I think it’s safe to say that all of us were disappointed by the news in the Washington Post today about the fourth grade textbook that includes a reference to thousands of slaves serving as soldiers in Confederate ranks. A broader look at Virginia textbooks on the history of slavery may push us further down the road of disillusionment. Consider Virginia: History, Government, Geography by Francis B. Simkins, Spotswood H. Jones, and Sidman P. Poole, which was used in Virginia schools through the late 1970s. Here is an excerpt and accompanying image from the chapter on slavery:
A feeling of strong affection existed between masters and slaves in a majority of Virginia homes. . . The house servants became almost as much a part of the planter’s family circle as its white members. . . The Negroes were always present at family weddings. They were allowed to look on at dances and other entertainments . . . A strong tie existed between slave and master because each was dependent on the other. . . The slave system demanded that the master care for the slave in childhood, in sickness, and in old age. The regard that master and slaves had for each other made plantation life happy and prosperous. Life among the Negroes of Virginia in slavery times was generally happy. The Negroes went about in a cheerful manner making a living for themselves and for those for whom they worked. . . But they were not worried by the furious arguments going on between Northerners and Southerners over what should be done with them. In fact, they paid little attention to these arguments.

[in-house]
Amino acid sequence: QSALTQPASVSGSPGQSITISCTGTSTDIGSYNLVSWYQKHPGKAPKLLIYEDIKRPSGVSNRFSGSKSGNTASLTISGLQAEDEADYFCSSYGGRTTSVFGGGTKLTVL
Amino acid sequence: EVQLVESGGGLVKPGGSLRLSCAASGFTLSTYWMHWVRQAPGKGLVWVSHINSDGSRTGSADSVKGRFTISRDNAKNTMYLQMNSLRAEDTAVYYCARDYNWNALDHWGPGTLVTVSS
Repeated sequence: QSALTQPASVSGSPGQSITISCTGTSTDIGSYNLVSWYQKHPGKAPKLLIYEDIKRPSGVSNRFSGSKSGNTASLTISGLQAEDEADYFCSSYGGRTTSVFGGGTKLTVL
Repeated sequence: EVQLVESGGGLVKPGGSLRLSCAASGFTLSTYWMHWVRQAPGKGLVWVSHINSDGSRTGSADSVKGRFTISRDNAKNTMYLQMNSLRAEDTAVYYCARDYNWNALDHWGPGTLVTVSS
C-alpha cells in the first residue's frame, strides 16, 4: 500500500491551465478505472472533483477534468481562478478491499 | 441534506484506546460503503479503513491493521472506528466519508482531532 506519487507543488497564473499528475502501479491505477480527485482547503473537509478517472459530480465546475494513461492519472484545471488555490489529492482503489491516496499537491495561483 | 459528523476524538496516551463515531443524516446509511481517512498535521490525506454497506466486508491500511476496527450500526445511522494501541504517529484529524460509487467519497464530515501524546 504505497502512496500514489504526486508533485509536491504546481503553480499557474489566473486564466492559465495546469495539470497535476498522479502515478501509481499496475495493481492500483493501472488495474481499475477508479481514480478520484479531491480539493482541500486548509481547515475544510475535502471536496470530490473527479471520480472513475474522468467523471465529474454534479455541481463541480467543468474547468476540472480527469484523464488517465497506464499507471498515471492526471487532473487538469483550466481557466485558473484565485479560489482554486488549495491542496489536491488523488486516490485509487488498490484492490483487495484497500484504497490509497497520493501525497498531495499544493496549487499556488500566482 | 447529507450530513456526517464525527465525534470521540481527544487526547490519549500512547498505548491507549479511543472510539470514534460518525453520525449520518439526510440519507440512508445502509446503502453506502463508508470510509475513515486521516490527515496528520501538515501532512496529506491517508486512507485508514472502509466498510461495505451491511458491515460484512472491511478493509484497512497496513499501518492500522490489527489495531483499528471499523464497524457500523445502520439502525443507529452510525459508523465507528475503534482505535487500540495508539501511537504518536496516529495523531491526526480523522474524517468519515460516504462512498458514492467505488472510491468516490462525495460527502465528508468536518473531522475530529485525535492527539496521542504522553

That’s as bad as it gets, but today is a day to be optimistic about the future. [For those of you interested in the decision on the part of Virginia's state legislature to rewrite history textbooks in response to the Civil Rights Movement, see Adam W. Dean's recent essay in the VMHB.] It’s almost impossible to imagine the swift correction that we witnessed today in a prominent newspaper in response to the above text and image during its tenure in Virginia’s classrooms. In fact, today was quite encouraging. Continue reading